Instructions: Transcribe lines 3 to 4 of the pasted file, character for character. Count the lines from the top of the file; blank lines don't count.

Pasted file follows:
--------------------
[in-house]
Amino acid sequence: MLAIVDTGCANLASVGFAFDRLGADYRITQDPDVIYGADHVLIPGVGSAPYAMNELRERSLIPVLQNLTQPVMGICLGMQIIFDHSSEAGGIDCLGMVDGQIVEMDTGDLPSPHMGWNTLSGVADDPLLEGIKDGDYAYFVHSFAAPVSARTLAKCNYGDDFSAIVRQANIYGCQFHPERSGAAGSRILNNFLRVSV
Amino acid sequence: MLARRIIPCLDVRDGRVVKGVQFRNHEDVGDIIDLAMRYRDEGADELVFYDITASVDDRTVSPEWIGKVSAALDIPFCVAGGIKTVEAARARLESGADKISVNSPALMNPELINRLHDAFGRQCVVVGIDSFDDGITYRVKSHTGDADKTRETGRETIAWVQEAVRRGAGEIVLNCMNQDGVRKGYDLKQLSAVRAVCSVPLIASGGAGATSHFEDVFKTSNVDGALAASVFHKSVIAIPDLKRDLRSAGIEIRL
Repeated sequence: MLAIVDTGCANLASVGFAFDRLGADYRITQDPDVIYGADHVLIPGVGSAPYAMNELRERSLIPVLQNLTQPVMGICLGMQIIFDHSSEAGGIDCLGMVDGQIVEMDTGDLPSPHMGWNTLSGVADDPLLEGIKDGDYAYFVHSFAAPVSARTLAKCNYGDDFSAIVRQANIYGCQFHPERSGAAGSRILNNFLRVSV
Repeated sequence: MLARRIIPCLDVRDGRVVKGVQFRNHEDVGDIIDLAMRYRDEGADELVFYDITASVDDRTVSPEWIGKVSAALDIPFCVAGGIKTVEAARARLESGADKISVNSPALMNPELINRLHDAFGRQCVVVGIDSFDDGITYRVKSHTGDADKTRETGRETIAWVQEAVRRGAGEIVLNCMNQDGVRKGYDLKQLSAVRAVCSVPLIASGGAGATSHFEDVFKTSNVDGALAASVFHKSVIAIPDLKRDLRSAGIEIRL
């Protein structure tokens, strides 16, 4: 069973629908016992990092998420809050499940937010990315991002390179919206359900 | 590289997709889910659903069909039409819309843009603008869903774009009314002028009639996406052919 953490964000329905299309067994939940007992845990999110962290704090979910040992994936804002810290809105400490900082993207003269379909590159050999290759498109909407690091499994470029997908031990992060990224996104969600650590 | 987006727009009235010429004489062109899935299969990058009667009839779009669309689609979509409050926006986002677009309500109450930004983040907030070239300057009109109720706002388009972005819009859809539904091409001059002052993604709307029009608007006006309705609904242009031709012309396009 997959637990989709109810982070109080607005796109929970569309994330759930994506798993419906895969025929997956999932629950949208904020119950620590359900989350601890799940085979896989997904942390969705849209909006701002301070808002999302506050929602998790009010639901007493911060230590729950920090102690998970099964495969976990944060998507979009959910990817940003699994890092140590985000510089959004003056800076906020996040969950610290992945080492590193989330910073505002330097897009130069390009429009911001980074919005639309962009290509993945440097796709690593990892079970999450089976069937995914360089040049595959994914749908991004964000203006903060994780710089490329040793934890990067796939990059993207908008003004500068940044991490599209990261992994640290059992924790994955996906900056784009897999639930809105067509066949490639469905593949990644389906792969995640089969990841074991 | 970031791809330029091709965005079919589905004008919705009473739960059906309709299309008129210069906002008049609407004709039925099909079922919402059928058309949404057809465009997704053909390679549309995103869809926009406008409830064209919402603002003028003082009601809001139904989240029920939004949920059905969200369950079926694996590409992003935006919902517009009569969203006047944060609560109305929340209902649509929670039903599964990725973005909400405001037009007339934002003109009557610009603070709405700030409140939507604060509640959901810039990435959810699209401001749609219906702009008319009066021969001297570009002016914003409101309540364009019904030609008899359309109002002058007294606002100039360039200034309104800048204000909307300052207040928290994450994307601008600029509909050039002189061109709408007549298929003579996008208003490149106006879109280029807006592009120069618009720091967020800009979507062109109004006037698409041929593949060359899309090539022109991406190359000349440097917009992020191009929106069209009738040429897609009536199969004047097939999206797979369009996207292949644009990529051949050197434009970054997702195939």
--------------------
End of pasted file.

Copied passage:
Amino acid sequence: MLARRIIPCLDVRDGRVVKGVQFRNHEDVGDIIDLAMRYRDEGADELVFYDITASVDDRTVSPEWIGKVSAALDIPFCVAGGIKTVEAARARLESGADKISVNSPALMNPELINRLHDAFGRQCVVVGIDSFDDGITYRVKSHTGDADKTRETGRETIAWVQEAVRRGAGEIVLNCMNQDGVRKGYDLKQLSAVRAVCSVPLIASGGAGATSHFEDVFKTSNVDGALAASVFHKSVIAIPDLKRDLRSAGIEIRL
Repeated sequence: MLAIVDTGCANLASVGFAFDRLGADYRITQDPDVIYGADHVLIPGVGSAPYAMNELRERSLIPVLQNLTQPVMGICLGMQIIFDHSSEAGGIDCLGMVDGQIVEMDTGDLPSPHMGWNTLSGVADDPLLEGIKDGDYAYFVHSFAAPVSARTLAKCNYGDDFSAIVRQANIYGCQFHPERSGAAGSRILNNFLRVSV